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    Fizzy enough! Cloudy, but it will settle quickly, and it’s the first pour out of the keg. That’s where the sediment goes when it drops. It’ll be beer clear enough to please my favorite customer very soon. But it’s drinkable now in my book.
     

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  12. Head First

    Head First Well-Known Member

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    I don't think it is ready. I think you need to taste it several times each day until you think it is just right. This process could last til Christmas Eve. That's what I'd do anyway;).
     
  13. thunderwagn

    thunderwagn Well-Known Member

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    I hit mine with 35 psi and let it sit for 34 hrs. (ish). Purge off pressure and set to 12-14. It's decently carb'd at that point, but will greatly improve after a few days. For sure ready by xmas. Most of the ales I do are ready to be consumed rather quickly.
     
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  14. Head First

    Head First Well-Known Member

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    Something that hasn't been mentioned in this thread, that helps for clarity is cold crash. Bring the beer down to about 32f for at least overnight. The yeast will settle better then when racking keep the cane out of the yeast cake. Doing this it doesn't matter if you shake it or not the sediment is already mostly out. I think jeffpen uses a secondary for this sediment removal. The cold beer accepts the co2 better also.
     
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  15. Hawkbox

    Hawkbox Well-Known Member

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    I cold crash and gelatin fine personally and it's worked really well straight off the primary.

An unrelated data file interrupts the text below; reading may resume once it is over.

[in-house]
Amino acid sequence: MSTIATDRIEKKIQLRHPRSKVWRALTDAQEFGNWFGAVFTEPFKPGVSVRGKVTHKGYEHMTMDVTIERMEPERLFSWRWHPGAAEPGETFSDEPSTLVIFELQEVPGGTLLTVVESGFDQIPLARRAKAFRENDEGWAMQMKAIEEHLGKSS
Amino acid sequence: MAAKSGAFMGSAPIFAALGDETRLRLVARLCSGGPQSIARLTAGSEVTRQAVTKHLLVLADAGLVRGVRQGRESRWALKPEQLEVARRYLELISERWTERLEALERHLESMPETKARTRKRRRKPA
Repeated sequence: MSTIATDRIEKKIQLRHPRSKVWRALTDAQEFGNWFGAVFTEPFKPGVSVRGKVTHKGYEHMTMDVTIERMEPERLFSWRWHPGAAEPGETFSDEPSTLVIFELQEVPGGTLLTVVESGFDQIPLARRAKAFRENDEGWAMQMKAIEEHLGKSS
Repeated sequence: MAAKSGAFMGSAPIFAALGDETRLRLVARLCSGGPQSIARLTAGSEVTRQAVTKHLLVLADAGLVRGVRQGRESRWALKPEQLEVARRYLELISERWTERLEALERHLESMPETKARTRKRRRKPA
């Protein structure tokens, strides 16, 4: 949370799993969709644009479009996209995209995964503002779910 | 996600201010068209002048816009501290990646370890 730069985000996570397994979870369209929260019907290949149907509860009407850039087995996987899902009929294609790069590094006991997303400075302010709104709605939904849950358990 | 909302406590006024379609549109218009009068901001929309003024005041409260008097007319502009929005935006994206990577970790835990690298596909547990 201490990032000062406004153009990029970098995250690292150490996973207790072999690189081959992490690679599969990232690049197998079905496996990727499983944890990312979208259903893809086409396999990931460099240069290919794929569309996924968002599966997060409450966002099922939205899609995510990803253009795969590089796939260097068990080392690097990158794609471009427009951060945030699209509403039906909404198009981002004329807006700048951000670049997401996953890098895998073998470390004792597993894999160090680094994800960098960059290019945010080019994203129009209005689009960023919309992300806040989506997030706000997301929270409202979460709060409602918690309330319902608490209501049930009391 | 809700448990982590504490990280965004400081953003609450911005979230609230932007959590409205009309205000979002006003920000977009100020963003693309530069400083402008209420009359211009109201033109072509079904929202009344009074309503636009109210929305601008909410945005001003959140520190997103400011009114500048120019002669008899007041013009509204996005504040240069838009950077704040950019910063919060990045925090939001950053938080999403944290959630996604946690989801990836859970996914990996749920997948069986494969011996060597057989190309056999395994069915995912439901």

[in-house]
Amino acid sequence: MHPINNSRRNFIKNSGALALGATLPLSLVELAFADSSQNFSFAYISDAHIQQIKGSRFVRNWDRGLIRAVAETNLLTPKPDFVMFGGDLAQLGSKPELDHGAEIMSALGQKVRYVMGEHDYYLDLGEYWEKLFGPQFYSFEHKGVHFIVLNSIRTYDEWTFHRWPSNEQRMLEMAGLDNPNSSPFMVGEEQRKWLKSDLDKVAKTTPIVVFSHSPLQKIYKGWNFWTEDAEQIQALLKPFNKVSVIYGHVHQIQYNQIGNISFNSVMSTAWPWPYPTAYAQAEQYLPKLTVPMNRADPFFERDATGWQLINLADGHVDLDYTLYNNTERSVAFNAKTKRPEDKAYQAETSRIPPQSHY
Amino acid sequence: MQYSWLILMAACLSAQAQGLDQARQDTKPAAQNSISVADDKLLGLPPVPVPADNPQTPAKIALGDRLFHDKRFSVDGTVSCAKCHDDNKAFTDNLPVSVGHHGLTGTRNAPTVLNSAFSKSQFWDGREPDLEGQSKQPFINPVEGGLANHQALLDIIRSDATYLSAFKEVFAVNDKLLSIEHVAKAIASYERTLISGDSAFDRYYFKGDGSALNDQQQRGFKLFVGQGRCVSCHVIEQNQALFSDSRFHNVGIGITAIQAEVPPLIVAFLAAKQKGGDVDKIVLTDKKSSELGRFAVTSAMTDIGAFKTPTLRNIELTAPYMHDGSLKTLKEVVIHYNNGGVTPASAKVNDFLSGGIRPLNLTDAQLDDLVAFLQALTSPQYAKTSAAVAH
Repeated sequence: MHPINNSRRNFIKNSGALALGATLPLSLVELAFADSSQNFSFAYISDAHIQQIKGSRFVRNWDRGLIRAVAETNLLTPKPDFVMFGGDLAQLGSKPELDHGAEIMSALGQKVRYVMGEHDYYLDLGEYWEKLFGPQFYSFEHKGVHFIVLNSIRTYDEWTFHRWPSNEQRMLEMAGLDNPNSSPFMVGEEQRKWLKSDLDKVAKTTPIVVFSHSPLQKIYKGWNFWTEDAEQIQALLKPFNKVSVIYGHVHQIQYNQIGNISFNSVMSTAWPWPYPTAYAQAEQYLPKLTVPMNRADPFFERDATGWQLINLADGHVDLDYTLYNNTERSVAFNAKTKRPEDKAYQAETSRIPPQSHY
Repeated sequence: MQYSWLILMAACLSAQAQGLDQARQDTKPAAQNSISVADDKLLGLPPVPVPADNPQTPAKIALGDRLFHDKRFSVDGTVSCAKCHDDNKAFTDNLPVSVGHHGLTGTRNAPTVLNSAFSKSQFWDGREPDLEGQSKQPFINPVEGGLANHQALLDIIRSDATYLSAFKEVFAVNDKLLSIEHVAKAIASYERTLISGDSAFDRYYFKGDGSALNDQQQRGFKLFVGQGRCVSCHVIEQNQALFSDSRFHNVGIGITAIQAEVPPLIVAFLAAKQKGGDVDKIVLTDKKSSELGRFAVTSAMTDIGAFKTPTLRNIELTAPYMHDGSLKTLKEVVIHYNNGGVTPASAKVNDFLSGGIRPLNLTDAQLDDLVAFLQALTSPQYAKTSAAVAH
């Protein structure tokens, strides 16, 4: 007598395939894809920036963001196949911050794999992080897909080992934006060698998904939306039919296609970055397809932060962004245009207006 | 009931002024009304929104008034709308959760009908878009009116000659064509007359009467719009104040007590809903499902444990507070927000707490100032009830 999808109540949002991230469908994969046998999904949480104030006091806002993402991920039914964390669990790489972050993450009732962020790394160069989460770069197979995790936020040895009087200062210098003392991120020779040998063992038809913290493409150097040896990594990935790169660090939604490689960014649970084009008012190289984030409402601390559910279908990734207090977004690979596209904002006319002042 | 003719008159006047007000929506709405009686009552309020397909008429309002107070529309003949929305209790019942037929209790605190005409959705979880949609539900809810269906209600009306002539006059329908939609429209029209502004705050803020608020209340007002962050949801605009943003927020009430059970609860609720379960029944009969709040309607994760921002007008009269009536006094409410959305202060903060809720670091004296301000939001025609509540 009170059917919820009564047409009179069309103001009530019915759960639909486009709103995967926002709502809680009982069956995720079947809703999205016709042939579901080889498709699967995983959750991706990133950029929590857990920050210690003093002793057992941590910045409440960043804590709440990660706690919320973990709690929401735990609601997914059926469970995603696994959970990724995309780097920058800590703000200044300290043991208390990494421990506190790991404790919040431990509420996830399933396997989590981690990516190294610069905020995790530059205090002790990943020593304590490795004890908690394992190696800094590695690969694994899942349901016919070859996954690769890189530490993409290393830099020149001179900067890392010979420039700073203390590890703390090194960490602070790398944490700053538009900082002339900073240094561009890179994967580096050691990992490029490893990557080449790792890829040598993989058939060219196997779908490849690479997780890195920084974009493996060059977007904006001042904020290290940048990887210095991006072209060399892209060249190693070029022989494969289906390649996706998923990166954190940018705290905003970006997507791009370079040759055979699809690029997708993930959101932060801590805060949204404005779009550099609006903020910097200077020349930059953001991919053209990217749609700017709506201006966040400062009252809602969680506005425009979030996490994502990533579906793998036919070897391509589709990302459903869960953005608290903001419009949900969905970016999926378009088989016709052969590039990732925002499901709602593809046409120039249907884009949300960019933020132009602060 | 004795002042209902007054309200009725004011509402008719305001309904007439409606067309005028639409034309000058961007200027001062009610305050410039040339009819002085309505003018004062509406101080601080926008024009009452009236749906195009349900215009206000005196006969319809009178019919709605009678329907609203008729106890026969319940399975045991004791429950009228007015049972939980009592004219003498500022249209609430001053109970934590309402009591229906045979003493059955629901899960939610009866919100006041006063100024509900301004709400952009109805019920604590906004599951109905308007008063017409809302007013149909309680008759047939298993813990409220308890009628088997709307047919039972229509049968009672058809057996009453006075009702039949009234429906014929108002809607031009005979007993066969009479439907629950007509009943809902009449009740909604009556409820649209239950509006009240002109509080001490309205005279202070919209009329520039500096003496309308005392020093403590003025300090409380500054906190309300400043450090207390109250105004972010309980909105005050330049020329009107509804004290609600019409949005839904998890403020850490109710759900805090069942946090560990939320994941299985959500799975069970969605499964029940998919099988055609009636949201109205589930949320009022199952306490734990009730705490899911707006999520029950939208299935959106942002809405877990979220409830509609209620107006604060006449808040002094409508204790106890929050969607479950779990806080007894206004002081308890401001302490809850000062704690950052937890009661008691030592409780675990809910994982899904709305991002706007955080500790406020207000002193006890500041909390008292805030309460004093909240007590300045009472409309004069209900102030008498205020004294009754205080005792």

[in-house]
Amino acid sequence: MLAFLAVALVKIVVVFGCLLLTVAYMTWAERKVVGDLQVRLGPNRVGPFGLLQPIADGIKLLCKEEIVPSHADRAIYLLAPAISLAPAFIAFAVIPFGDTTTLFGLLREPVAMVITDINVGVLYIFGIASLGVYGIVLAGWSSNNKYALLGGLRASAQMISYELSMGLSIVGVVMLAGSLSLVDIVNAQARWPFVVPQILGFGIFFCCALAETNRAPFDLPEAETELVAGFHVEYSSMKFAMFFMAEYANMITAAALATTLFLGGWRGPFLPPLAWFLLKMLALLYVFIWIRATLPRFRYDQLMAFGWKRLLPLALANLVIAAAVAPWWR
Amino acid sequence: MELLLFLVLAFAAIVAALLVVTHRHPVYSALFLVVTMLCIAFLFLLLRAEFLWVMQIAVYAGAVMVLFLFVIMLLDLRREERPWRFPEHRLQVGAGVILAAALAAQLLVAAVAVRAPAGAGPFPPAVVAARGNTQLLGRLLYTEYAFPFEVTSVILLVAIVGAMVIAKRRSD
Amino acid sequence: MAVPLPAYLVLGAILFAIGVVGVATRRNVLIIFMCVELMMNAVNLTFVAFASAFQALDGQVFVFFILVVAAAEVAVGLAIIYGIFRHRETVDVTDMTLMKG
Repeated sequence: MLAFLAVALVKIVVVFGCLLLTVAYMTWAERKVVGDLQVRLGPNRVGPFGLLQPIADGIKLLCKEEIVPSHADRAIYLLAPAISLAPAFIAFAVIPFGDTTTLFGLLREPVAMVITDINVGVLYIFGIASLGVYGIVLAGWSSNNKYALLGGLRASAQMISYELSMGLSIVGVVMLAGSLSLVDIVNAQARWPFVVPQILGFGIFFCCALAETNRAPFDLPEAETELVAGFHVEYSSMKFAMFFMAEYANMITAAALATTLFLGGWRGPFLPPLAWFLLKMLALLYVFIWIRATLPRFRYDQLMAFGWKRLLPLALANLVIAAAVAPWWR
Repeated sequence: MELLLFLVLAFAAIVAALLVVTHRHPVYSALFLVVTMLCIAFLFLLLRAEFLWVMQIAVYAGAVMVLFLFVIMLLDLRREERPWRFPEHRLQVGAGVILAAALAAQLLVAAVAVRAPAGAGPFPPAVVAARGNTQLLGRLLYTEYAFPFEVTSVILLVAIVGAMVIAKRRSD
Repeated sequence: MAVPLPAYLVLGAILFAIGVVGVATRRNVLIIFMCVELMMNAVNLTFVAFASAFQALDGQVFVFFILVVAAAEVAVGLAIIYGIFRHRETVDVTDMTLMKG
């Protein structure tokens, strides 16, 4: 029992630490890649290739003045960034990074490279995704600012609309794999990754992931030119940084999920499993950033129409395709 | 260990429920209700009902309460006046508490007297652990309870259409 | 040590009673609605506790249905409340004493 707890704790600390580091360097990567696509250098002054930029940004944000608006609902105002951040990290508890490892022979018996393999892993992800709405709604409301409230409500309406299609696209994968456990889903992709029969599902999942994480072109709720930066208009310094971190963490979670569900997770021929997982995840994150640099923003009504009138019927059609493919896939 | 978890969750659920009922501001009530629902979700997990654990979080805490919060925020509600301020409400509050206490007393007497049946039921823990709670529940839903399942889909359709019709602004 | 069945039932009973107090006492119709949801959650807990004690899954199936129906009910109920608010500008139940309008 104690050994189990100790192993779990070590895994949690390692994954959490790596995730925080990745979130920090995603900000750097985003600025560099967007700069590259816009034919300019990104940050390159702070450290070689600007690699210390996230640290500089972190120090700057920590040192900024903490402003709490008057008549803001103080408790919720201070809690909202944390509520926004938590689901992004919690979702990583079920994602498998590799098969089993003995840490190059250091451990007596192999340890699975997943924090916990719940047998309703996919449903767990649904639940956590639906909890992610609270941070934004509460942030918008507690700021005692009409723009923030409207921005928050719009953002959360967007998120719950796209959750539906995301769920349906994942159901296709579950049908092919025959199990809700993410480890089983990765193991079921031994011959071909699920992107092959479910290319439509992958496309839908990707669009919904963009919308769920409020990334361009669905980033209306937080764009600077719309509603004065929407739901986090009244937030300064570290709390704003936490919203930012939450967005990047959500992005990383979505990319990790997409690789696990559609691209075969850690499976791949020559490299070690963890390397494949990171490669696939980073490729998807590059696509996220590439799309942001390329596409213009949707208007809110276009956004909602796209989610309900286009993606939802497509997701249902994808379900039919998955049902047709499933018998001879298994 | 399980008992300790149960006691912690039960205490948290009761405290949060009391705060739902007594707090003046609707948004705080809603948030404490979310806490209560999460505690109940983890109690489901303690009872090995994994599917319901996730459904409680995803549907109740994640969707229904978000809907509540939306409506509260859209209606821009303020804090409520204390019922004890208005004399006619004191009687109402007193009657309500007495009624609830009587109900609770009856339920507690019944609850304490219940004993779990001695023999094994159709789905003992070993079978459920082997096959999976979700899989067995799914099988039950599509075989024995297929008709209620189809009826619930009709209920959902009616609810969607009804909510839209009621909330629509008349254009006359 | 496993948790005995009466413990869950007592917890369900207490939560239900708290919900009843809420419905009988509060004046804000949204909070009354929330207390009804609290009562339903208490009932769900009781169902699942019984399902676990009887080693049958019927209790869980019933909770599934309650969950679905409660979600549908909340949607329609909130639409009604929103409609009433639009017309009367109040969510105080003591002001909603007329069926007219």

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  16. jeffpn

    jeffpn Well-Known Member

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    I do use a secondary. I don’t use gelatin, nor do I cold crash. Well maybe I cold crash in the keg. I have 8 kegs in my keezer, but only 6 of them are tapped. The other 2 are on deck.
     
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  17. The Brew Mentor

    The Brew Mentor Well-Known Member

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    In your opening statement, I believe if you follow that process you will be over carbonated.
    I've found that getting your beer perfect will take some time and experimenting. Variables in your system may require you to make some small adjustments.
    Whether you gas from the top or bottom, the co2 still will take some time to get absorbed into solution.
    In theory, a measured amount of gas will give you the right amount of carbonation and pressure, but, time is another factor.
    You can follow any number of methods out there, but in the end your process will evolve into what works for you.
    Good Luck and Merry Christmas!
    Brian
     
  18. RAtkison

    RAtkison Member

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    Thanks for all the comments, i put the gas on the liquid line this afternoon and set both kegs at 25 psi. Will bleed it down and go back to 10-12 tomorrow.
    The clarity of both are very clear, after fermentation i dropped the temp to about 34 and cold crashed in my fermenting vessel for several days. I haven't been brewing that long but it is definitely the clearest beer i've ever made.
    Much thanks again to everyone, this website is such a good source of information. Hope I will be able to repay others with advice down the road as you guys have provided to me!
     
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  19. Trialben

    Trialben Well-Known Member

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    Oh i must chime in SHOW US THE MONEY! Baby.!:p
     
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  20. Hawkbox

    Hawkbox Well-Known Member

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    That's why we're all here man, also I am curious to see how it looks when it's done.